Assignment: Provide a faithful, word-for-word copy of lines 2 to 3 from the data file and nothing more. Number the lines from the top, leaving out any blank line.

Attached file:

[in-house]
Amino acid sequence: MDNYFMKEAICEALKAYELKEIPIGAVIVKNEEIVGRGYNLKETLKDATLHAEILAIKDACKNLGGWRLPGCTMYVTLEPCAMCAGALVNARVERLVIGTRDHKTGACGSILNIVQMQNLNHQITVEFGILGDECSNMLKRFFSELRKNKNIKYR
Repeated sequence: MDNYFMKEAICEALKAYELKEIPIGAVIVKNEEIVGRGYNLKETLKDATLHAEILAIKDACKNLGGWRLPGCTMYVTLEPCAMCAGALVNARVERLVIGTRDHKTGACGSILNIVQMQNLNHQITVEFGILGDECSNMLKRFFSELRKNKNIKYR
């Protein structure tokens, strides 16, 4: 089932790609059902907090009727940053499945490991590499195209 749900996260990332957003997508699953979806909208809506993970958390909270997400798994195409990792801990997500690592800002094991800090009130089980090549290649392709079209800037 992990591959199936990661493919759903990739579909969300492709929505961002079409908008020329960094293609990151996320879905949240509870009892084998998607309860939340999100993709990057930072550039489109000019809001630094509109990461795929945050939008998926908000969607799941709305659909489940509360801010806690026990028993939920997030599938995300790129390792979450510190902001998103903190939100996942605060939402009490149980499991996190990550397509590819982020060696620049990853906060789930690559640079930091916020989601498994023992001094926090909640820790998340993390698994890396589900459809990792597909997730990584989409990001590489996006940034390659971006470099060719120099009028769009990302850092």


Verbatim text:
Amino acid sequence: MDNYFMKEAICEALKAYELKEIPIGAVIVKNEEIVGRGYNLKETLKDATLHAEILAIKDACKNLGGWRLPGCTMYVTLEPCAMCAGALVNARVERLVIGTRDHKTGACGSILNIVQMQNLNHQITVEFGILGDECSNMLKRFFSELRKNKNIKYR
Repeated sequence: MDNYFMKEAICEALKAYELKEIPIGAVIVKNEEIVGRGYNLKETLKDATLHAEILAIKDACKNLGGWRLPGCTMYVTLEPCAMCAGALVNARVERLVIGTRDHKTGACGSILNIVQMQNLNHQITVEFGILGDECSNMLKRFFSELRKNKNIKYR